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Cardinal Angelo Becciu, on trial for corruption, says the pontiff gave his blessing for payment to a UK security firm to facilitate the release of a Colombian nun being held by an al-Qaeda affiliate in Mali.
Missionary Sister Gloria Cecilia Narvaez spent more than four years as a hostage of Islamic terrorists in Mali
Cardinal Angelo Becciu, one of 10 co-defendants in a massive Vatican financial corruption trial, delivered bombshell testimony Thursday that Pope Francis authorized payment of up to €1 million ($1.05 million) to secure the release of a nun held captive by Islamist terrorists in Africa.
The testimony came as Becciu, on trial for embezzlement, abuse of office and witness tampering — charges he denies — was questioned about his relationship with Cecilia Marogna, a co-defendant.
Marogna, a self-styled intelligence expert accused of embezzling at least half a million euros and running up an expense account for luxury goods, had previously claimed to have intervened to help secure the release of Catholics held hostage in Africa on behalf of the Vatican.
Becciu, who hired the woman, denied the two were romantically linked but said he turned to her for help after receiving word that Sister Gloria Cecilia Narvaez, a Colombian nun, had been taken hostage by the "Group to Support Islam and Muslims" (GSIM) — a jihadist terror outfit linked to al-Qaeda — near Mali's border to Burkina Faso.
The Islamist group financed its activities by ransoming Western hostages and published videos of Sister Narvaez asking the Vatican for help. Becciu says he was contacted by the Vatican's nuncio — a type of ambassador — in Colombia, as well as nuns from the Order of the Franciscan Sisters imploring him to help free the kidnapped nun.
Sister Narvaez had been working as a missionary in the area for more than six years and reportedly volunteered in place of two younger nuns the group had originally intended to take.
Cardinal Becciu was a top advisor to Pope Francis and was intimately involved in organizing the release of Sister Narvaez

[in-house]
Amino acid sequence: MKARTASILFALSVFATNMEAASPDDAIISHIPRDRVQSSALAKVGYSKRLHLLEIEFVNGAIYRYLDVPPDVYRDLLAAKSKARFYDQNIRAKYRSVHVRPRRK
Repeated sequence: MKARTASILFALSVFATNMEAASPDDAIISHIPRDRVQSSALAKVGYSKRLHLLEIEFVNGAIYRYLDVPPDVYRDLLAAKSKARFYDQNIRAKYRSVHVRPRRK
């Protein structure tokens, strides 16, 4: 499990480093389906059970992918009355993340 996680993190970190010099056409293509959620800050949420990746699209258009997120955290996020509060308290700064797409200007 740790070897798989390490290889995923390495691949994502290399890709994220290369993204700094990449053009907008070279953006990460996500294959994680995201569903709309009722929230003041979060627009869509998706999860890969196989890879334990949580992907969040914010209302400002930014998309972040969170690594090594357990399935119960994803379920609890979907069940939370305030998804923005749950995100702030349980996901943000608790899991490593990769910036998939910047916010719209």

Becciu, a top advisor to Pope Francis, testified that he approached the pontiff about the issue as well as contacted Marogna, who also had ties to Italian intelligence services.
Marogna suggested that she could use her contacts with The Inkerman Group, a private UK-based security firm, to facilitate Sister Narvaez's release from captivity.
According to Becciu, Francis told him to pursue cooperation with Marogna and Inkerman but swore him to secrecy for fear of the damage it could do to the Vatican's reputation as well as the security implications such news could have.
When Becciu and Marogna traveled to Inkerman headquarters in London in January 2018, agents there said they could not guarantee success and that freeing the nun could cost as much as €1 million.
To shield the Vatican from direct involvement, all payments went through accounts controlled by Marogna, who acted as the main intermediary.
Becciu testified that he gave the pope, who was traveling to Peru, a readout of the meeting over the phone, saying, "He listened to me and confirmed my intention to proceed."
The Cardinal said, "in a subsequent meeting with the Holy Father, once in Rome, I spoke to him in more detail about the conversation we had with the Inkermans and the sum that we should have estimated in broad terms: about €1 million, part to pay for the creation of a network of contacts, and part for the effective liberation of the nun."
Becciu told the court: "He approved. I must say that every step of this operation was agreed with the Holy Father."
Although it is not known how much if any Vatican money was actually given to the Islamists holding Sister Narvaez, she was eventually released in October 2021, after more than four years in captivity.
Shortly thereafter, she traveled to the Vatican where she met with Pope Francis.
Becciu, who was the Vatican's deputy secretary of state from 2011 to 2018, had refused to testify for nearly two years until Pope Francis recently lifted his oath of "pontifical secrecy," allowing him to speak.
During seven hours of testimony Thursday, Becciu defended his relationship with Cecilia Marogna, condemning the way it had been portrayed in the Italian media.
Becciu said reports calling Marogna "The Cardinal's Lady," had "distorted, with offensive insinuations of an infamous nature" the true nature of the situation. He called such reports, "harmful to my priestly dignity."
The heart of the trial against Becciu and his nine co-defendants revolves around a €350 million London real estate investment by the Vatican Secretariat of State. The Vatican ultimately lost €217 million when the deal tanked. The Vatican has also charged two Italian bankers with extortion in the scandal.
He also defended himself against allegations leveled by Cardinal George Pell, an Australian priest who was forced to step down as the Vatican's chief financial officer to stand trial in a sex-abuse scandal in Australia. Pell was acquitted but had accused Becciu of helping finance the case against him.
Becciu produced documents to refute the allegations.
All 10 defendants, accused of defrauding the Holy See of millions through bad investments, bogus commissions and fees, have pleaded not guilty.
js/aw (AP, Reuters)